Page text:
In case you haven’t noticed, by the influx of black British talent into the USA, while we here in America lament the lack of opportunities and representation of black people in film and TV, it’s far worse in the UK for black British talent.
We’ve shared statements from a few black British actors and filmmakers on the matter, over the last couple of years, and to facilitate the continuing conversation, Talking Drum Entertainment, a UK-based production and distribution company dedicated to the development and release of black films in the UK, has just published a report titled Building A Commercially Viable Black Segment Of The UK Film Industry.
Talking Drum states its objective is, in part, to challenge the government through the British Film Institute (BFI) to formulate and implement polices that will aid in the development of a Black sector of the UK film industry, that has, up until now, been largely ignored.
Highlights in the report include:
– A UK black film industry could contribute £180m a year to UK GDP.
– £144m pounds in taxation revenue could flow into the UK treasury from a Black film sector.
– Between 8,000-15,000 jobs could be created directly and indirectly for the UK economy.
– Huge export potential can be very quickly unlocked from countries like the USA, Nigeria, South Africa, Jamaica and Brazil to name a few.
– Cultural life in the UK will be significantly enhanced if more UK black films are made as they will positively contribute to the building of understanding and creating harmony within the UK’s diverse ethnic population.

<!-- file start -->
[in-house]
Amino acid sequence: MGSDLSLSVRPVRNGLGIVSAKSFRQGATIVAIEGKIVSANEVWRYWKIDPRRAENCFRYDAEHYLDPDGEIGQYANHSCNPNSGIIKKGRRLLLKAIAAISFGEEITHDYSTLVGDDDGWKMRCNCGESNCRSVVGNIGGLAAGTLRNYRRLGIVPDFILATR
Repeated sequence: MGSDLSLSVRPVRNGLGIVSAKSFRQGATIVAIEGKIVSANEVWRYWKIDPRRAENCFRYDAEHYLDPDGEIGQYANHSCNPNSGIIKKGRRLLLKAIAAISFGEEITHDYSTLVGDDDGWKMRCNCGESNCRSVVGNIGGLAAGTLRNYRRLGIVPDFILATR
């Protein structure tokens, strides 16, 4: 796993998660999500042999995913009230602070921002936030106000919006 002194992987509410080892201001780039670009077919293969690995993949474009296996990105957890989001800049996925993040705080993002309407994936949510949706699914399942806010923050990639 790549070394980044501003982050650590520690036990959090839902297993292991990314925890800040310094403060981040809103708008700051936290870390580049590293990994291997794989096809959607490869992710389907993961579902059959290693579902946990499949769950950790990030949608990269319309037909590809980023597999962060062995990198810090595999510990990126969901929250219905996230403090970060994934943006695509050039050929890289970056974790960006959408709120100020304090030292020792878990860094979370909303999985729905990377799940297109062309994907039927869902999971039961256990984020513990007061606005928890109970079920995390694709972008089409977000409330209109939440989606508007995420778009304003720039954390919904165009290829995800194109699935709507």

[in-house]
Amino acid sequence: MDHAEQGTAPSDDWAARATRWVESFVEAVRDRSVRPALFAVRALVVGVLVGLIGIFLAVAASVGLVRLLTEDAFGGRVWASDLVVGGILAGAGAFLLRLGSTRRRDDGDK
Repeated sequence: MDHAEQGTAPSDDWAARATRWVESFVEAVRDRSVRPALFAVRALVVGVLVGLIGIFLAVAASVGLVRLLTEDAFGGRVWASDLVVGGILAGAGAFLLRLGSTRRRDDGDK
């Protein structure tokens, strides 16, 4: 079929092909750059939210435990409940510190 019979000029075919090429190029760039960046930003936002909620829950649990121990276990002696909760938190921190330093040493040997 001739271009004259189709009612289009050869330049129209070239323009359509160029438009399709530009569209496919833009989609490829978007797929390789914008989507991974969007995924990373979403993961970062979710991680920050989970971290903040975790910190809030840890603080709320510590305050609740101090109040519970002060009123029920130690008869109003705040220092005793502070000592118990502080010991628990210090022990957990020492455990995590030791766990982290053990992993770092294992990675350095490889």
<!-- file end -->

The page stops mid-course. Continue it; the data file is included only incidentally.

Talking Drum adds:
There is no doubt that the UK has one of the most admired film industries in the world, producing world class films like The King’s Speech, Skyfall, Slumdog Millionaire, Harry Potter, Johnny English to name a few yet for whatever reasons, the film industry has not been able to do what the music industry has been doing for decades and that is to tap into the talents and global market appeal that comes from its 4 million strong Black population.
Sounds like a somewhat familiar claim made here in the USA, doesn’t it?
The report hopes to demonstrate that, not only is there scope to develop a black segment of the UK film industry, but it can also be built on sound commercial foundations so it contributes significantly to the continuing success of the UK film industry and ultimately the UK economy in terms of GDP, employment, taxation, investment and exports.
Essentially, it makes a case for the claim presented, asking why the UK film industry isn’t exploiting all its talent and available opportunities.
To check out the full report, click HERE to download the 20-page PDF file.